Interview with Piers Anthony
Interview Highlights: watch out for Piers Anthony's useful method for dealing with writer's block!
Re:Fiction: Thanks for joining us, Piers Anthony! Tell us a little about your earliest days of writing. What age were you? What kind of fiction did you write? How was it received?
Piers Anthony: Actually I was 19, in college, when I realized that what I really wanted was to be a writer. It was like a light turning on, and it has guided me ever since. I started with science fiction, then later spread out into fantasy, historical, martial arts, and erotica. My biggest success has been in Fantasy.
Re:Fiction: When did you realize you’re serious about pursuing a writing career?
Piers Anthony: At the time of that light. But it still took me another eight years to sell my first story, and longer to be able to make a living at it. Later I became a best-seller, but I was completely committed long before that.
Re:Fiction: What was the first piece you ever got published? How hard was it to get your first acceptance?
Piers Anthony: My first published story was “Possible to Rue”, about animals that became extinct or imaginary when looked up in the encyclopedia. The title reflects the volume covering PO to RU. I made a whole twenty dollars from that piece, but it was wonderful to get published.
Re:Fiction: How do you approach a new writing project? What kind of preparations do you make?
Piers Anthony: I have a huge file of ideas I summarize and save. Sometimes I add notes to them, sometimes one grows into a story, a novella, or a novel. Once I decide an idea is ripe for the harvest, I work out the names and descriptions of characters and setting, and start writing the text. I don’t start writing until I know where I am going. An idea can jell for years – or bloom rapidly.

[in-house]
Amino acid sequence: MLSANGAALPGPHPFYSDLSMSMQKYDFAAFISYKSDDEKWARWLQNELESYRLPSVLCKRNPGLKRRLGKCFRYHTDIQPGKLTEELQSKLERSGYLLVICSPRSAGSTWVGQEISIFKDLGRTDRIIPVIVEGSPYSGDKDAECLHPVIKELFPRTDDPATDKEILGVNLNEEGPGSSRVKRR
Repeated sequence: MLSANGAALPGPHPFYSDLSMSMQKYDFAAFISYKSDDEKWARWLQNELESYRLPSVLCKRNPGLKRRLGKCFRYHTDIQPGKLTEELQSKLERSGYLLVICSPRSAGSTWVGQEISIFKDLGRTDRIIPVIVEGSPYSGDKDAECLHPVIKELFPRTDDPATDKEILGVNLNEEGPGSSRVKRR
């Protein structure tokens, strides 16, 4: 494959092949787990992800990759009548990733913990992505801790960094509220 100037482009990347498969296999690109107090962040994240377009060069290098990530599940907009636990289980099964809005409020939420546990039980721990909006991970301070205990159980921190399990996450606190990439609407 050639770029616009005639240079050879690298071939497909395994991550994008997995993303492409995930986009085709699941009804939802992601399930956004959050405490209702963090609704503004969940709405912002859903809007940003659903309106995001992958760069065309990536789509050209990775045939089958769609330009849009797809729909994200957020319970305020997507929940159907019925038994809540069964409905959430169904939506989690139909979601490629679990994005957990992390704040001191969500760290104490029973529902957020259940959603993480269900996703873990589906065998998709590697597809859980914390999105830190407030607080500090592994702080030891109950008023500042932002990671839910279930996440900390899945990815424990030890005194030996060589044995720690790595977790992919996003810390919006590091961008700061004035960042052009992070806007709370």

Re:Fiction: What are your writing habits? Do you have daily or weekly goals? Do you have regular hours? A regular workspace?
Piers Anthony: When I am in a writing project, I put all the time into it that I can. But this is limited by other commitments I have, such as shopping, making meals, exercising, and handling the routine chores that life is all about. I do usually get several hours a day to write, and can generally write a story in a few days or a novel in three months. I do have a study with whatever I need handy, such as dictionaries, computer, and filing cabinets.
Re:Fiction: How do you slog through the challenge of writing a full-length novel? What keeps you going? How do you keep the passion alive?
Piers Anthony: Writing a novel feels like running a marathon: I do get tired in the center. That is one reason I now prefer novellas in the 30,000 word range, and now do one 100,000 word Xanth novel a year. But I persevere, figuring out the significant details I never thought of before, and make steady progress. Gradually it clarifies, and I come into distant sight of the end, and the joy of writing returns. The passion is there throughout; it just needs some discipline. I suspect that’s a hidden asset I possess: formidable discipline.
Re:Fiction: Do you ever run into writer’s block? If so, what do you do to overcome it? How well does it work?